Tactics For Change

Managers have a variety of tactics available for implementing change. These will depend in part on the level and preference for the use of power, and whether this power can or should be exerted directly or indirectly.

The Figure 59 describes some basic tactics for a achieving strategic change. These tactics are classified in terms of two major categories: facetoface (direct) action and indirect (contextual) action which stand as complementary paths to change.

The choice and timing of particular tactics were related to the notion of stages of change for a target group.

Crisis Management

Corporate crises are disasters precipitated by people, organizational structures, economics, and/or technology that cause extensive damage to human life and natural and social environments.

The list of corporate disasters is virtually unending. It includes executives kidnappings; hijackings, both in the air and at sea; hostile takeovers; and such acts of terrorism as the bombing of factories and warehouses.

However, while the situation is grave, it is far from hopeless for management, researchers, and consultants who are prepared to confront the problem directly.

Exhibit 53 presents a basic model of crisis management. This model identifies the following phases necessary for effective crisis management:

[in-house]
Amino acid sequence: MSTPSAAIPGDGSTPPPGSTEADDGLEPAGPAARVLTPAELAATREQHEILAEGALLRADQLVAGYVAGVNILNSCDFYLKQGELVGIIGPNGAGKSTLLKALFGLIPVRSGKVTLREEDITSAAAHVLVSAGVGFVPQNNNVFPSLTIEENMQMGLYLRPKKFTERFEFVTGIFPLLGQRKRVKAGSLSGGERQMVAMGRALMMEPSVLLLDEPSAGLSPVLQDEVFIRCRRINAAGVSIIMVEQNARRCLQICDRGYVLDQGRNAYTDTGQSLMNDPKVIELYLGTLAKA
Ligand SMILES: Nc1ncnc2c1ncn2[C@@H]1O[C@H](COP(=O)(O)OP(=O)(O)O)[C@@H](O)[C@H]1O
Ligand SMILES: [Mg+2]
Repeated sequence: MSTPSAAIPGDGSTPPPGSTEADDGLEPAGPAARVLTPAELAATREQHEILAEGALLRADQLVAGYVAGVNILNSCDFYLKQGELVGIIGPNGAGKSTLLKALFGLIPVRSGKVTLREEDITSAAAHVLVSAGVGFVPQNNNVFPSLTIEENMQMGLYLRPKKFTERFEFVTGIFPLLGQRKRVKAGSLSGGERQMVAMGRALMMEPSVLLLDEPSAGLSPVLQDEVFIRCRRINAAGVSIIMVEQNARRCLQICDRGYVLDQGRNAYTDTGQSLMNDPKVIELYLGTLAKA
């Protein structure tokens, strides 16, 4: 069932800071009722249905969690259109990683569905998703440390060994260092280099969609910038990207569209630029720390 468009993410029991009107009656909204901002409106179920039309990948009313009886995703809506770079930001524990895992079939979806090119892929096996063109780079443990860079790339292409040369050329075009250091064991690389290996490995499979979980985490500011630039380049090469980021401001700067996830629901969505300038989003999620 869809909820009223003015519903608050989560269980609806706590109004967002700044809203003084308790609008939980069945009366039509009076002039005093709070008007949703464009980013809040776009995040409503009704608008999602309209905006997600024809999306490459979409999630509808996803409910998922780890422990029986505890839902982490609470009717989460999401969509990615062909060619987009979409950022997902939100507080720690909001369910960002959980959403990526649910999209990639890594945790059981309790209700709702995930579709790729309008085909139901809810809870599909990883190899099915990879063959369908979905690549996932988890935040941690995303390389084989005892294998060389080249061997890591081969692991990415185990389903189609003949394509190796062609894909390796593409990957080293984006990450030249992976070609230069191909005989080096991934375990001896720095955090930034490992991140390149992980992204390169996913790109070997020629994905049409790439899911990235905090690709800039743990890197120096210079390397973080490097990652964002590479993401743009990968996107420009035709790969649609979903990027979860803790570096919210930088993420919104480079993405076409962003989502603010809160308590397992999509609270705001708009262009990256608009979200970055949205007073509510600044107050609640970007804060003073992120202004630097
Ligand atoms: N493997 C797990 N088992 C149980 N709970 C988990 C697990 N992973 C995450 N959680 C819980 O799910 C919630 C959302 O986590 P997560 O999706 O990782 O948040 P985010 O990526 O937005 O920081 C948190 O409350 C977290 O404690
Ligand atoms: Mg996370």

Detection
Detections stands for the organization's early warning systems. Those systems (including computerized process control systems / plant / equipment monitoring systems, and environmental scanning systems) scan both the external and the internal environments for signals of impending crises.
Crises
This point of the model indicates that no organization can prevent every crisis from occurring. But constant testing and revision of plans should allow an organization to cope more effectively with crises that occur. Prevention and preparation take the form of safety policies, maintenance procedures, environmentalimpact audits, crisis audits, emergency planning, and worker training.
Repair
Point III represents the major structures and mechanisms an organization has in place for guiding recovery. These include emergency plans, public relations plans, crisis management teams, etc.
Assessment
At this point, the organization assesses the effectiveness of its crisis handling strategies and identifies areas in which better crisis management capabilities need to be developed.

This model allows managers to draw the following vital lessons for effective crisis management:


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Managing Strategic Change
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